Remote Work

Is Multi-Tasking Okay in Remote Meetings?

January 13, 2022
5 Min Read

Let’s face it: remote meetings are difficult to stay focused on. We’re all human, after all. Even if you have the best intentions going into a meeting, sometimes you find yourself multitasking: answering emails, checking your texts, or even taking care of various personal matters.

So, is multitasking in meetings harmful? If so, what’s the best way to keep you and your team productive during a meeting?

What Are The Effects Of Multi-Taking During Remote Meetings?

Multi-tasking hurts your productivity, efficiency and safety. Not only that, it also makes you less focused. Studies have shown that when you multi-task, you’re likely to be less productive, more stressed out, and more prone to making mistakes. In fact, a recent article by Harvard Business Review stated the following:

"Researchers have found that when people attempt to perform two cognitive tasks at once, they produce lower-quality work on both tasks than if they had done each separately."

While it may seem harmless to multi-task while in a remote meeting, it may have negative effects. Ask yourself what you’re hoping to get out of the meeting. If it’s a mandatory, company-wide meeting where your daily responsibilities won’t be discussed much, it’s probably not going to be a big deal if you're checking emails or doing other work. However, you never know when someone might ask you to report on what you learned from a meeting, and in this case, it would have been better to just give you full attention to the meeting in front of you.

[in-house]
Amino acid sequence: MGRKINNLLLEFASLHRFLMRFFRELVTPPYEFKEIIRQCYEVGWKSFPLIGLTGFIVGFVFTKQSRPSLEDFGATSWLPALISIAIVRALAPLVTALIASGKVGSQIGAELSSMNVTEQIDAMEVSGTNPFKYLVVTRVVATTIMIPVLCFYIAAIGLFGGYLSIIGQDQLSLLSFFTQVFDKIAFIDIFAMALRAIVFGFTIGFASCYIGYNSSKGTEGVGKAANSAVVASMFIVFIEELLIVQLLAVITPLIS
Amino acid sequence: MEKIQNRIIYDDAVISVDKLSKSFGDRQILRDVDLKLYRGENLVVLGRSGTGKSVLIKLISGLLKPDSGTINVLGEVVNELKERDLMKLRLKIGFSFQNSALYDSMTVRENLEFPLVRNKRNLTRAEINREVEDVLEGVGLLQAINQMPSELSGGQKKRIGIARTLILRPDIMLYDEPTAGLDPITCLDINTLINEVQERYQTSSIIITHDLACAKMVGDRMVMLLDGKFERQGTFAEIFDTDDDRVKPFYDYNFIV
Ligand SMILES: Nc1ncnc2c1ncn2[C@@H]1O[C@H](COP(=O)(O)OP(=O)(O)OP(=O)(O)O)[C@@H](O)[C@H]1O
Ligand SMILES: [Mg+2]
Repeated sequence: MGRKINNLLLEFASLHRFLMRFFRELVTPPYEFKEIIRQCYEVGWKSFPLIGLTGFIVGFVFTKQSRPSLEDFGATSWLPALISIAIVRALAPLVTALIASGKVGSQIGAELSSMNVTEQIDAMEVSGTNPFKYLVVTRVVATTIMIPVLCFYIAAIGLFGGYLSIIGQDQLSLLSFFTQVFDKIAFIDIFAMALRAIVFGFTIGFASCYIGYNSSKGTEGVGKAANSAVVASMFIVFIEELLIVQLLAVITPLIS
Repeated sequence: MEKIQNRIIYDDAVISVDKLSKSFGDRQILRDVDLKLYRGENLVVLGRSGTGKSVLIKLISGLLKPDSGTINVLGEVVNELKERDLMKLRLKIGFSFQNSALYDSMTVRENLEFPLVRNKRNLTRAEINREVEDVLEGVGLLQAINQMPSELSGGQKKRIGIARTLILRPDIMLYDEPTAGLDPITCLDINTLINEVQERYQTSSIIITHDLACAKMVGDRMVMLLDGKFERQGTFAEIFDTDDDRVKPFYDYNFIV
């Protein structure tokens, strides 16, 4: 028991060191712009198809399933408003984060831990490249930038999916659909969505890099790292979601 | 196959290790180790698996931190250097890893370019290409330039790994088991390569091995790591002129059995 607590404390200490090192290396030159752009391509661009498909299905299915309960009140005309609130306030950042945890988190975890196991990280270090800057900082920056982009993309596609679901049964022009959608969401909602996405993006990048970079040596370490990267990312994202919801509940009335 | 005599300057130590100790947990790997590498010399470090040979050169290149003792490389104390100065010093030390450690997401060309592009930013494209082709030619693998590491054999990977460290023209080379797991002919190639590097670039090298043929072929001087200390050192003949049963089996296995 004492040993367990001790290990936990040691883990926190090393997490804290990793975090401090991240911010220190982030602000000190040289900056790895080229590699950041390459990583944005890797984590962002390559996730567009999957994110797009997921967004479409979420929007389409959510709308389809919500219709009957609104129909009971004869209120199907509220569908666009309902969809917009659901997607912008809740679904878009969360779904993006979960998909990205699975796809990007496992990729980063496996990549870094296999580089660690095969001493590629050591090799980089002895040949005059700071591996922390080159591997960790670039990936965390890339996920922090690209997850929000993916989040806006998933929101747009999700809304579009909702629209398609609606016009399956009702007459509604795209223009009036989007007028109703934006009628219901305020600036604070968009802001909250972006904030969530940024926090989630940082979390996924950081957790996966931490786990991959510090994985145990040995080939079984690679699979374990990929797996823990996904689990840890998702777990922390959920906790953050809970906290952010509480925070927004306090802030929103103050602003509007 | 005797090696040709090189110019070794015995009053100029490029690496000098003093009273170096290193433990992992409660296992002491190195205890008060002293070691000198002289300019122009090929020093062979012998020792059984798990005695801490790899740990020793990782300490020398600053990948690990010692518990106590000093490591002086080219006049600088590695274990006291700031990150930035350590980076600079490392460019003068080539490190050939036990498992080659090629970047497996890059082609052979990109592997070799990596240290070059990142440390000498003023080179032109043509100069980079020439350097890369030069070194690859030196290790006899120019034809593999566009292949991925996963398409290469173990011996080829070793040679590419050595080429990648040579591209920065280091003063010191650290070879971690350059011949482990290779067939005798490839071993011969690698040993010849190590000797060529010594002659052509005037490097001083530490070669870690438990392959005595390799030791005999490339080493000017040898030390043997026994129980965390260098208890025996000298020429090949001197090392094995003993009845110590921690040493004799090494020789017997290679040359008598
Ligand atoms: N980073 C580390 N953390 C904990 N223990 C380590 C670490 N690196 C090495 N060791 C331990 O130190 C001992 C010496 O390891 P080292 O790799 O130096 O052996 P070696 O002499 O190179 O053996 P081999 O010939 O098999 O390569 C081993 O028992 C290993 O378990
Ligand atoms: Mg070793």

Multi-Tasking Reduces Retention

For the most part, working from home tends to allow people to focus on the task at hand. Most workers have fewer distractions than they would if they were in an office. However, as we're all still adapting to this new environment, you may find yourself multi-tasking more than usual during remote meetings.

Multi-tasking can make it harder for people to retain meeting information, so it's important that you try your best not to do it!

Some of us might think we are good at multi-tasking, but in reality only about 2% of the population is actually adept at doing two complex things at once without a drop in productivity or performance.

The rest of us can experience what is known as cognitive overload when trying to perform multiple tasks simultaneously. This has been shown in studies using functional magnetic resonance imaging (fMRI) scans and brain activity monitors that found blood flow increased the most in prefrontal areas of the brain – which handles decision making and problem solving – when doing just one thing versus multi-tasking.

Multi-Tasking Is Isolating

Multi-taskers are more isolated than non-multi-taskers. They tend to feel less connected to their colleagues and have a harder time catching up with them. They also have more difficulty building relationships with their fellow team members. Ultimately, multi-tasking can make you feel lonely.